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Efficiency House Plus Research Hall

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The City of Feuchtwangen in Bavaria, Germany developed a teaching and research campus for energy-related studies within the Faculty of Applied Engineering Sciences at the Ansbach University of Applied Sciences. The so-called research hall was the first building of the campus to be constructed and has been in use for research and teaching purposes since February 2018. The building offers space for a wide variety of experimental setups, e.g. in the field of innovative heat generation systems. It was built conformant with the Efficiency House Plus standard.

The goal when building in the Efficiency House Plus standard is to ensure that the renewable energy generated on-site over the course of a year exceeds the energy required for the building´s operation and use. The energy required for operation and use includes the scope according to the Energy Performance of Buildings Directive (EPBD) and additionally the energy required for electrical equipment (user electricity).

 

In total seven educational buildings were built or refurbished and evaluated under the “Efficiency House Plus – Educational Buildings” funding programme. The evaluation includes a two-year monitoring phase where the measured energy surplus is determined. More detailed information on the Efficiency House Plus standard and on the research hall in Feuchtwangen can be found in the references.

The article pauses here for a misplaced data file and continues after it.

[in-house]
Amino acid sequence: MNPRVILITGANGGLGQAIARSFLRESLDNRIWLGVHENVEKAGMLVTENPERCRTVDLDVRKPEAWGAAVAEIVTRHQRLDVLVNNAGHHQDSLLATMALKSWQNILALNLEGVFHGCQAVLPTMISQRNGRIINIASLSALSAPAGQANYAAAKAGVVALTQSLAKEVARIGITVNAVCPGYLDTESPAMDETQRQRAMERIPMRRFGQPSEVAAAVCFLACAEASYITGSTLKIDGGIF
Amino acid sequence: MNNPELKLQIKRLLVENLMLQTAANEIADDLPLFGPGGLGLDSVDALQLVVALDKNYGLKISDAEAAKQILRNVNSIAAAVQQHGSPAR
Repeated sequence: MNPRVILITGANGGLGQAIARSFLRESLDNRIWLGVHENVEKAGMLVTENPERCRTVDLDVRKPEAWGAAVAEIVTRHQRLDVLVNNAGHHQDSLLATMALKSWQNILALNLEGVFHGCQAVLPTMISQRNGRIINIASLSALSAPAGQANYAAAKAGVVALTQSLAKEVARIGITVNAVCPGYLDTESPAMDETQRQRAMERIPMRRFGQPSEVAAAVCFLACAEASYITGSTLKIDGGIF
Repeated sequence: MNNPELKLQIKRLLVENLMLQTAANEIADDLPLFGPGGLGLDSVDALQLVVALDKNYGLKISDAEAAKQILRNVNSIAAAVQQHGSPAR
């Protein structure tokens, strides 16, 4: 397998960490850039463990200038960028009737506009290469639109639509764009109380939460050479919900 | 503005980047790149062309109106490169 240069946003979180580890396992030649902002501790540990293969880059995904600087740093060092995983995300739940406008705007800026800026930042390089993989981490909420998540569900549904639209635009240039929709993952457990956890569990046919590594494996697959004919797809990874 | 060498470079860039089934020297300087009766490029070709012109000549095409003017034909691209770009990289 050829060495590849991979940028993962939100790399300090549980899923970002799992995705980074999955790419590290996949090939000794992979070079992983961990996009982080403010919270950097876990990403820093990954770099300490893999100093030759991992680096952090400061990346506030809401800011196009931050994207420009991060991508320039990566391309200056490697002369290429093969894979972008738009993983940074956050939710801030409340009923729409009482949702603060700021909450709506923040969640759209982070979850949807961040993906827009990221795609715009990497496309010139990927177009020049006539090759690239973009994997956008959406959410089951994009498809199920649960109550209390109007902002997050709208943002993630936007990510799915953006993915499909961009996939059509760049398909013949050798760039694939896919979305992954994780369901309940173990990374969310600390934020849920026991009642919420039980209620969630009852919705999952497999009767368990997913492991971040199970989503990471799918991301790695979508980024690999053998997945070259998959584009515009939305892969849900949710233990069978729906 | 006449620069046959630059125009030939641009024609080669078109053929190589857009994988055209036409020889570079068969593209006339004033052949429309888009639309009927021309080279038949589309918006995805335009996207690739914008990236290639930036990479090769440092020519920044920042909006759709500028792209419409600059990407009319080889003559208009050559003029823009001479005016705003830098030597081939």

Architecture and Building Components

The two-storey building with a net floor area of 531 m² was designed as simple “wooden box” with a flat roof and no basement. The longer sides of the building are oriented to the north and south. The entrance of the building is on the west side. The rectangular shaped building accommodates a research hall stretching over both storeys that can be used for a variety of different experiments in the energy-related field. An office for evaluating test outcomes, a kitchenette, a storage room, WCs and the technical building system room are located on the ground floor, next to the research hall. Additional offices and a conference room are situated on the top floor and can be accessed through the gallery of the research hall. The building was designed by Holzinger Eberl Fürhäußer Architekten.

 

The building was built as a wooden structure on a solid floor slab with a solid base area. The building was constructed to minimize heat losses through the building envelope. A list of U-values of the building envelope components is pictured above. The roof and the external walls are built with U-values of 0.13 W/m²K respectively 0.17 W/m²K and the triple-glazed windows result in a U-value of 0.95 W/m²K.

 

Systems Engineering

The energy supply concept is based on the use of electricity. Heat is generated using a brine-water heat pump with a heat output of 28.8 kW. The heat pump uses an ice storage unit (273 m³) combined with a block of 20 solar air absorbers (absorption area: 46.8 m²) as a heat source. A buffer storage tank with a volume of 1,500 litres is connected to the heat pump.

 

Different control modes for the systems technologies allow the building to be heated or cooled either by operating the collectors alone or by loading and unloading the ice storage unit. The rooms are heated and cooled using panel systems. Underfloor heating is installed in the offices, while the research hall is heated through thermal activation of the floor slab. The set point temperatures are 17°C for the hall and 21°C for all other rooms.